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Capita crash deals more woe to Woodford and Barnett

Capita delivers more pain to backers Neil Woodford and Mark Barnett by scrapping dividend, announcing rights issue and warning on profits.

Capita crash deals more woe to Woodford and Barnett
 

Shares in Capita (CPI) have plunged as the embattled outsourcing group announced a rights issue, suspended its dividend and said it would sell assets to plug its pension deficit, as it delivered another profits warning.

The shares tumbled 40% to 207.9p, delivering more pain to two of its biggest backers, fund managers Neil Woodford and Mark Barnett.

Capita said it would launch a rights issue of up to £700 million and suspend the dividend until it was 'generating sustainable cash flow'.

The group will sell a number of 'non-core' businesses, such as its ParkingEye car parking technology division and Constructionline contractor directory arm.

Some of the proceeds are likely to go towards reducing Capita's pension deficit, which stood at £381 million in June.

Chief executive Jonathan Lewis, in the post since December last year, said the group was 'too widely spread across multiple markets and services, making it more challenging to maintain a competitive advantage in every business'.

'Today, Capita is too complex, is driven by a short-term focus and lacks operational discipline and financial flexibility'.

The barrage of bad news follows a string of profit warnings from the group, which first warned in 2016 that it had taken on more work than it could handle. Shares in the group are down 84% over the last two years.

Woodford has been a long-term backer of the company and holds the stock in his Woodford Equity Income and Income Focus fund.

Woodford Investment Management said in its latest update to investors in the Income Focus fund that he had bought more shares in the group in December, despite acknowledging the potential threat to the dividend, which amounted to 31.7p last year.

'With a new chief executive now in place, clearly that eventuality cannot be completely ruled out, but having met Jon Lewis during the month, we are reassured that decisions around capital structure and the dividend will be informed by a clearer long-term strategy for the business, something we expect to hear more about later this year,' it said earlier this month.

Woodford holds 0.9% of his £8.3 billion Equity Income fund in the stock, and 1.4% of his smaller Income Focus fund.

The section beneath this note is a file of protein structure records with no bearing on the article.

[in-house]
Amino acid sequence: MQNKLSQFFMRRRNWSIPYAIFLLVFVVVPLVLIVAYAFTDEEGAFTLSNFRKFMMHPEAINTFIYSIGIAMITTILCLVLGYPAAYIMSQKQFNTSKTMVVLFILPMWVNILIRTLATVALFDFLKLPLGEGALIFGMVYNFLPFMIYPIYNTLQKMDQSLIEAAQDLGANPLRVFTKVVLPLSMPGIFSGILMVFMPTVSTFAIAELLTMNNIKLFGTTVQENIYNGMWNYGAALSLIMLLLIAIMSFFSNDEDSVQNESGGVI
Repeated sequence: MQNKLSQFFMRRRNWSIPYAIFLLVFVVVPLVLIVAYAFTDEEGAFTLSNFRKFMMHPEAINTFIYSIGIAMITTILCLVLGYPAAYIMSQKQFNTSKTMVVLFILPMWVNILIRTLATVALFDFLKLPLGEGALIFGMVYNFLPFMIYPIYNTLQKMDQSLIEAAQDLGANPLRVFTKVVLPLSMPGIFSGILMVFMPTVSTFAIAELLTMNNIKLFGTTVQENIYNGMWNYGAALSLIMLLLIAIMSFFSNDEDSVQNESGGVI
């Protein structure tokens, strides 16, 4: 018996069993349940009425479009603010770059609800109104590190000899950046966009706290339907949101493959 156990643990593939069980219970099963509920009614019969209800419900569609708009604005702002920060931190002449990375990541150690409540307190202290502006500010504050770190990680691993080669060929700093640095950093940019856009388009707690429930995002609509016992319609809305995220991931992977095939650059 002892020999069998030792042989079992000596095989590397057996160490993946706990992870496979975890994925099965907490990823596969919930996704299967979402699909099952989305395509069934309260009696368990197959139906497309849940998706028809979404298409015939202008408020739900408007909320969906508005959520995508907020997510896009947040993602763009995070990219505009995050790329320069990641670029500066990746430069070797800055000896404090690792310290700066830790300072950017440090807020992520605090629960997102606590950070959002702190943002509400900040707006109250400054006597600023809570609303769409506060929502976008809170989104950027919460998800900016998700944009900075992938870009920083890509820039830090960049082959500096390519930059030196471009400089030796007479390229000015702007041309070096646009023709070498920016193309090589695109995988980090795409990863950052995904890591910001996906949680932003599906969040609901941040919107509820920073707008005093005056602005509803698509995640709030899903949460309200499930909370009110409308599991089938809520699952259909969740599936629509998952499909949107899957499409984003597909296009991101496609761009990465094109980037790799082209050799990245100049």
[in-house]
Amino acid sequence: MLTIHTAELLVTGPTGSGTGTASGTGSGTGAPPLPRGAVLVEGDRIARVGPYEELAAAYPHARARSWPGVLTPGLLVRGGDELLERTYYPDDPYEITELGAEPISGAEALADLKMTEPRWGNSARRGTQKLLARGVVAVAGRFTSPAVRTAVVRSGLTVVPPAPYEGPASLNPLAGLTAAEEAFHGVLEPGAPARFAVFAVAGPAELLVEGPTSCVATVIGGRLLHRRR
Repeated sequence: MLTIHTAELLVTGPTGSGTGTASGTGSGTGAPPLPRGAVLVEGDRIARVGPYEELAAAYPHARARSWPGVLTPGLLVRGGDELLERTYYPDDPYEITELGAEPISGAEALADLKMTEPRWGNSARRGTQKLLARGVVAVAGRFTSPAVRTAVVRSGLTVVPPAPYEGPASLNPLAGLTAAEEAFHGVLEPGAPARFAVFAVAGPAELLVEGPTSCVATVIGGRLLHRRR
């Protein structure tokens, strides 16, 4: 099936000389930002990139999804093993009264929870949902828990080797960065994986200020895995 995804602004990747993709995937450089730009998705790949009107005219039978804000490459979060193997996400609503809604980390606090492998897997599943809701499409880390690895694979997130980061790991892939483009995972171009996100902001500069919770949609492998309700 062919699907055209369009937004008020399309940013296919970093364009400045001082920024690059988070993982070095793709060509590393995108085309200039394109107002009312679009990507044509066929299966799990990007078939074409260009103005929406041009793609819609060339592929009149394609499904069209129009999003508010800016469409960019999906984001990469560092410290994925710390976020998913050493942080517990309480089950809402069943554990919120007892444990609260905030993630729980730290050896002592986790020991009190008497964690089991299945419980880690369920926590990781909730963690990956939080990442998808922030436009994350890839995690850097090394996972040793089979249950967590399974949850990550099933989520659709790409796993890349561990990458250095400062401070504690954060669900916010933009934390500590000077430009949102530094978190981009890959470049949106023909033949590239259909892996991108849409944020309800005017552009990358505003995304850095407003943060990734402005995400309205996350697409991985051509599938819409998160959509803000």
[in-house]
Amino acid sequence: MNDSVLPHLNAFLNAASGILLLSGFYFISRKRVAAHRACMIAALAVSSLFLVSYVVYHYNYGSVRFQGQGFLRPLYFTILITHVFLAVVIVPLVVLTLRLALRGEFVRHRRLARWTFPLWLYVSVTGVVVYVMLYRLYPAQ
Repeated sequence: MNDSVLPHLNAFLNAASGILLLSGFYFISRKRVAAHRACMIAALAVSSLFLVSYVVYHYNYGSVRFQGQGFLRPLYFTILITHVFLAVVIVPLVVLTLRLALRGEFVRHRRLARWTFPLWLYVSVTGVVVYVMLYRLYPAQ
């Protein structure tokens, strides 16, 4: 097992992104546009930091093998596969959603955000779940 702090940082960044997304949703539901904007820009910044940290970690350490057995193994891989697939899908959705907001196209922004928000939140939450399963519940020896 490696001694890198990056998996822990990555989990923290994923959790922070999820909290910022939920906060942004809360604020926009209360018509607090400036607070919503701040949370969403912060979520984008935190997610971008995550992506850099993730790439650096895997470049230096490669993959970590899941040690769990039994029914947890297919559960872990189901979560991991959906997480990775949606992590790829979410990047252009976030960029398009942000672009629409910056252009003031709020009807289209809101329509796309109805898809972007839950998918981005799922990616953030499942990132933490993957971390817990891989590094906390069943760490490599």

His successor at Invesco Perpetual, Mark Barnett, meanwhile holds Capita in his £10.3 billion High Income and £5 billion Income funds.

Capita's woes have contributed to a difficult year for both of the income heavyweights.

Over the year to yesterday, the Woodford Equity Income fund is rooted to the bottom of the Investment Association's UK Equity Income sector as the only to fund to have failed to deliver a positive return, with a flat performance.

Barnett's Invesco Perpetual Income and High Income funds have likewise struggled, with respective returns of 3.7% and 3.9% over the last 12 months placing them towards the bottom of the UK All Companies sector.

Mike van Dulken, head of research at Accendo Markets, said Capita's update was 'about as ugly as it gets'.

'This will have been a painful update to release to the markets, and may well sting a while longer,' he said.

'However, it may yet prove a case of honesty being the best policy and short-term pain being necessary to ensure a successful turnaround and deliver long-term gains for loyal shareholders who've had it tough to say the least.'

Russ Mould, investment director at AJ Bell, said the news was likely to spark more jitters over the outsourcing sector following Carillion's collapse into liquidation.

'New management often take the opportunity to rebase expectations, but it is rate for their actions to be quite as drastic as those Lewis has outlined,' he said.

'Today's news is likely to lead to renewed focus on the wider outsourcing sector after Carillion's collapse earlier this month.'

MP Frank Field, chair of the Work and Pensions Committee, said Capita would now be investigated, after the probe into Carillion.

'Another day, another outsourcing firm with massive debt, a huge pension deficit, a KPMG audit and the big four popping up at every turn in the company’s chequered history,' he said.

'Sadly, Capita goes on the growing list of firms we are investigating to see if their conduct has endangered current and future pensioners’ rights.'

Jefferies analyst  Kean Marden, who rates the shares a 'buy' said today's news was likely to cut 2018 earnings by around 40%.

Shore Capital's Robin Speakman, who has a 'sell' rating on the shares, welcomed the new chief executive's changes.

'We, and others, have discussed the probability and requirement for such action, investing in the group's future,' he said.

Peel Hunt analyst Christopher Bamberry, who rates the shares a 'hold' also welcomed the shift.

'The focusing of the group on a small number of better competitively positioned businesses, with a strengthened balance sheet, allowing appropriate levels of investment, are welcome steps in the right direction,' he said.

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